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Physical Therapist's Guide to Benign Paroxysmal Positional Vertigo (BPPV)

Every year, millions of people in the United States develop vertigo, a sensation that you or your surroundings are spinning.The sensation can be very disturbing and may increase the risk of falling. If you've been diagnosed with benign paroxysmal positional vertigo (BPPV), you're not alone—at least 9 out of every 100 older adults are affected, making it one of the most common types of episodic vertigo. The good news is that BPPV is treatable. Your physical therapist will use unique tests to confirm vertigo, and use special exercises and maneuvers to help.

What Is BPPV?

Benign paroxysmal positional vertigo is a common inner-ear problem affecting the vestibular system, a system used to maintain balance. BPPV causes short periods of dizziness when your head is moved in certain positions, relative to gravity. Benign means that this disorder is not life threatening, and generally, the disorder is not progressive. Paroxysmal means that the vertigo (spinning sensation) occurs suddenly. Positional means that the vertigo is triggered by changes in head position, most commonly when lying down, turning over in bed, or looking up. This dizzy or spinning sensation is called vertigo.

A layer of calcium carbonate material is present naturally in 1 part of your inner ear (the utricle). BPPV occurs when pieces of this material break off and move to another part of the inner ear, the semicircular canals (usually the posterior canal). These tiny calcium crystals (otoconia) are sometimes called “ear rocks.”

When you move your head a certain way, the crystals move inside the canal and stimulate the nerve endings, causing you to become dizzy. The cause of BPPV is usually not known; however, the crystals may become loose due to trauma to the head, infection, conditions, such as Meniere’s disease, or aging. BPPV is more common among females, and it may be hereditary.

How Does it Feel?

BPPV occurs most commonly following position changing, such as lying down, turning over in bed, bending over, and looking up. A short delay, often less than 15 seconds, may follow a position change before symptoms start. This dizzy sensation, called vertigo, is brief and intense and usually lasts for about 15-45 seconds. However, symptoms may last for up to 2 minutes if the crystals become stuck to part of the inner ear. The episodes of vertigo occur frequently for weeks or months at a time. During these episodes, you may feel like the room is spinning around you, and you also may feel lightheaded, off balance, and nauseous.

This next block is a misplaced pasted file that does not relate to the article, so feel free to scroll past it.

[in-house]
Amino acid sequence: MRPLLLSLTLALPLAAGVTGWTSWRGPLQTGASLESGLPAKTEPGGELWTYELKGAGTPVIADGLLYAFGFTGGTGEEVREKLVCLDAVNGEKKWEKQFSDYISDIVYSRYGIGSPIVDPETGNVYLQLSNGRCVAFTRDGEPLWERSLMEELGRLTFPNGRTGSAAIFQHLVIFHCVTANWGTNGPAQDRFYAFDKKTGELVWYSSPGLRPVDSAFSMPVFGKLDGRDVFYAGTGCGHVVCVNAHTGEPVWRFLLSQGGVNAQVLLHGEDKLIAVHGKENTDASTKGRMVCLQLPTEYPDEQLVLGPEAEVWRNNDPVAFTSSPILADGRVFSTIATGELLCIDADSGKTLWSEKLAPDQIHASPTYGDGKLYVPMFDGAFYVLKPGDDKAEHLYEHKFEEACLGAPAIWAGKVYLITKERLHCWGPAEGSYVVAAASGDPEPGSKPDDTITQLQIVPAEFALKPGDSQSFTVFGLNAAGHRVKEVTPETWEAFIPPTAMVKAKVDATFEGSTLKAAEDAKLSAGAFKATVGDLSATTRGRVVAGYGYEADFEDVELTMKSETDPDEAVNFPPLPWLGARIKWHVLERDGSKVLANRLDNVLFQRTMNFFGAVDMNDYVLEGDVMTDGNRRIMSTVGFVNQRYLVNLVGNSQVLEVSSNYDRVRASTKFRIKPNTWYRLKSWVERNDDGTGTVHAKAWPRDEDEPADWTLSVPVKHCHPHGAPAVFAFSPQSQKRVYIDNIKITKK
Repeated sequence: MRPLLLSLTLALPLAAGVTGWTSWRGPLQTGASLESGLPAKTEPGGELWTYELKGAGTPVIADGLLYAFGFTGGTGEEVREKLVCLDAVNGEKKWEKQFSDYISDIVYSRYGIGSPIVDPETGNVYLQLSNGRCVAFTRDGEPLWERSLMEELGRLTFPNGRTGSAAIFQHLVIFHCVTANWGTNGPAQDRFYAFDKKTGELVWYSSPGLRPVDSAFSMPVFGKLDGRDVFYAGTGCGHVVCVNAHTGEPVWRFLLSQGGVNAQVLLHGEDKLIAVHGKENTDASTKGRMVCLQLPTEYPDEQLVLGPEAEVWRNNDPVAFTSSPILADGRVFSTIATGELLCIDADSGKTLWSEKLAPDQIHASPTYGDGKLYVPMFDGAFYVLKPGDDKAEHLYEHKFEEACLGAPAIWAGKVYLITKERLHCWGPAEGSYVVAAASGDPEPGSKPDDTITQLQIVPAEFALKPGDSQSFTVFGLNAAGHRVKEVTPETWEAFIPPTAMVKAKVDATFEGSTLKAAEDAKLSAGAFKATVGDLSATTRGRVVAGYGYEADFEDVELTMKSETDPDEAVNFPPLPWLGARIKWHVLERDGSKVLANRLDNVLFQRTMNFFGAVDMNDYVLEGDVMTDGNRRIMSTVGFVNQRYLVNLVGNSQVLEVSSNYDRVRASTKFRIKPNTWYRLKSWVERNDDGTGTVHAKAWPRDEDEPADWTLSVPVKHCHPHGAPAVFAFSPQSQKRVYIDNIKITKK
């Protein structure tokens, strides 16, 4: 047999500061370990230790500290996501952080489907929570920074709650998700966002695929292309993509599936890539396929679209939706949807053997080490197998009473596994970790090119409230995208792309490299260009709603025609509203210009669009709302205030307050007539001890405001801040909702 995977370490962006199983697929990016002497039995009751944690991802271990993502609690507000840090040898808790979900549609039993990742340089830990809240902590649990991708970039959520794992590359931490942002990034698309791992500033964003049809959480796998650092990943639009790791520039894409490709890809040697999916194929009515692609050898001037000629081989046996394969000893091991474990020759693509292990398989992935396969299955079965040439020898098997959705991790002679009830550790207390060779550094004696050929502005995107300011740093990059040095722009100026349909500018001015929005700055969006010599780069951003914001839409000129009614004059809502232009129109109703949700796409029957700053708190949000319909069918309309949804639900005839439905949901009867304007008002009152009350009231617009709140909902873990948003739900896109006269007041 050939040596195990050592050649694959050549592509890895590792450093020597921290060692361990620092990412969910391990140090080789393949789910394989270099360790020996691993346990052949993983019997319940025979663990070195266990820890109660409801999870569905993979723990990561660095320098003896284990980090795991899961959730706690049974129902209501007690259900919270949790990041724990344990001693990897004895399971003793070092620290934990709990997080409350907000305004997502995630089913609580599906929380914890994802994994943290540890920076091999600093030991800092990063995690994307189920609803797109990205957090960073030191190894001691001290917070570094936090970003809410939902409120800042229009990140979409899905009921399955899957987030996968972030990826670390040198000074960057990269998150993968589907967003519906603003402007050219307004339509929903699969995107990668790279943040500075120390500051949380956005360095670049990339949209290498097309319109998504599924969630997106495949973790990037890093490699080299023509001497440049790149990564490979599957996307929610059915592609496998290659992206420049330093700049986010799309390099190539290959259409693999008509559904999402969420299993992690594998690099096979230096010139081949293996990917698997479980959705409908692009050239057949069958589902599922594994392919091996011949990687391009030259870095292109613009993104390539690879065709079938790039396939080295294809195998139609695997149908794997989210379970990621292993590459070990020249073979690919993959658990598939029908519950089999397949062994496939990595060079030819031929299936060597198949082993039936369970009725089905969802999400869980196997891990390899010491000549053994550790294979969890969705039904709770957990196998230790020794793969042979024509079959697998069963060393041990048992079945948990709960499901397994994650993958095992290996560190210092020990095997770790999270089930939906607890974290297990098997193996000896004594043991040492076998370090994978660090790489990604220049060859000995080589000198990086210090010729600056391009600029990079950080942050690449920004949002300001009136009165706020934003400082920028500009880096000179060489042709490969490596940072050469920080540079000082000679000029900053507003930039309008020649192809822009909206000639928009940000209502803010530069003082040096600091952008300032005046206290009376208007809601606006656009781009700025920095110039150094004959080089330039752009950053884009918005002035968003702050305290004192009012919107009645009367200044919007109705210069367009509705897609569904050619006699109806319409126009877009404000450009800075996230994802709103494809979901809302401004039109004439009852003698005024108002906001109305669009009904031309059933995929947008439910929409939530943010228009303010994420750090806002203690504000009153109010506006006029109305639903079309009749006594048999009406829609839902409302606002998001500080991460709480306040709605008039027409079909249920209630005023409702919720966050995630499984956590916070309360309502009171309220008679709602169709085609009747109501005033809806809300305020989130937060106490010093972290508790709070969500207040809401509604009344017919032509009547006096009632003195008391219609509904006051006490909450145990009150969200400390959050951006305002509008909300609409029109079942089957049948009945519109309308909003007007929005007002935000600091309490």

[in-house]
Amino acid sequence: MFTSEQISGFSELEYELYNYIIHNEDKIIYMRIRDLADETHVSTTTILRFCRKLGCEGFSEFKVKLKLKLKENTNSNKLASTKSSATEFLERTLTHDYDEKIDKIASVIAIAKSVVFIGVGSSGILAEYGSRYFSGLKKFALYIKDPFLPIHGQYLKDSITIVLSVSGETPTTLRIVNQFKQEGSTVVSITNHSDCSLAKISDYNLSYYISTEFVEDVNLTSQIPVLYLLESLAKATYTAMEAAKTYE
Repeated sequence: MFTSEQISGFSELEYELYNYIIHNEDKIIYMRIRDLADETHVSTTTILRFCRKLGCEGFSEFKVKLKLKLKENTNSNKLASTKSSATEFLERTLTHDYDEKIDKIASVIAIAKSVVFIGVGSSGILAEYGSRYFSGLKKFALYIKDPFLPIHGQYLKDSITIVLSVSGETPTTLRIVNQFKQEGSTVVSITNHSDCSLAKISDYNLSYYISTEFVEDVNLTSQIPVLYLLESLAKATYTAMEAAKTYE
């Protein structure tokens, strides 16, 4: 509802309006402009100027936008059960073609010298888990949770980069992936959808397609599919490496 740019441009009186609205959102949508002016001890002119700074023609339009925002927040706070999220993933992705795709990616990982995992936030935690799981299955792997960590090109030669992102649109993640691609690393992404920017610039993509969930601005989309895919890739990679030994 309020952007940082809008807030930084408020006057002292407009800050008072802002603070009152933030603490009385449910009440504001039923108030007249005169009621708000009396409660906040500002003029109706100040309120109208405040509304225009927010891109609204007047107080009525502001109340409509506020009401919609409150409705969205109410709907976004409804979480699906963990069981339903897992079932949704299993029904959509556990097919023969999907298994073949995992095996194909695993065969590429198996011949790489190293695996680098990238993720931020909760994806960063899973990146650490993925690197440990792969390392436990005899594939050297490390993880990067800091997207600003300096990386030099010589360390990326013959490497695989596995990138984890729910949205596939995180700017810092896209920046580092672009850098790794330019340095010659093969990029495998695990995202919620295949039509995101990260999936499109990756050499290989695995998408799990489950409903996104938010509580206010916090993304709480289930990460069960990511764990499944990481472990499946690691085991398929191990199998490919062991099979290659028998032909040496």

Signs and Symptoms

The signs and symptoms of BPPV usually last less than a minute. The signs and symptoms may come and go or may disappear for a period of time, and then recur. Movement of the head causes most of the signs and symptoms of BPPV, which may include:

  • Dizziness
  • A sense that you or your surroundings are spinning or moving (vertigo)
  • A loss of balance or unsteadiness
  • Nausea
  • Vomiting

How Is It Diagnosed?

The diagnosis of BPPV is based on whether you have a particular kind of involuntary eye movement (called "nystagmus"), and whether you have vertigo when your head is moved into certain positions. Your physical therapist will perform tests that move your head in specific ways to see whether vertigo and involuntary eye movement results. These tests will help the therapist determine the cause and type of your dizziness, and whether you should be referred to a physician for any additional testing.

The positional tests are meant to recreate BPPV symptoms. By moving your head into certain positions and watching your eyes, your physical therapist may determine the appropriate repositioning maneuver needed to reduce or eliminate your vertigo.

Many different types and causes of dizziness exist, and dizziness is difficult for people to describe, making BPPV and other causes of dizziness more challenging to diagnose. When talking to your clinician, be as specific as possible when describing your symptoms.

For example, explain if you have lightheadedness or if you see or feel the room spinning during an episode. Also, describe how long your symptoms last (seconds, minutes, hours, or days). Do your best to describe what makes your dizziness better or worse. For example, is your dizziness made worse by movement or position changes? Is your dizziness eased by stillness or rest?

Be sure to discuss any recent illnesses or injuries, problems with your immune system, changes in medications or hormones, or headaches. These clues will be very insightful for your physical therapist and can assist in establishing an accurate diagnosis, or indicate the need for a referral to another specialist.

How Can a Physical Therapist Help?

Fortunately, most people recover from BPPV with a simple but very specific head and neck maneuver performed by a physical therapist. Your physical therapist will guide you through a series of 2-4 position changes. Each position may be held for 30 seconds to 2 minutes, as prescribed by your physical therapist. These repositioning treatments are designed to move the crystals from the semicircular canal back into the appropriate area in the inner ear (the utricle). A repositioning treatment called the Epley maneuver is used for the resolution of posterior canal BPPV, the most commonly involved canal. No medication has been found to be effective with BPPV and, in some cases, medication could cause more harm.

In a very few cases, BPPV cannot be managed with treatment maneuvers, and a surgical procedure called a “posterior canal plugging” may be considered—but, surgical intervention is rare.

Can this Injury or Condition be Prevented?

No known ways exist to prevent BPPV, especially when caused by such factors as head injury or aging. Once a person has experienced BPPV, symptoms can return if new crystals break off and get into the semicircular canal, or if you dislodge loose crystals by placing your head in a certain position. Some people report that their BPPV symptoms recur predictably, perhaps seasonally, or with changes in the weather.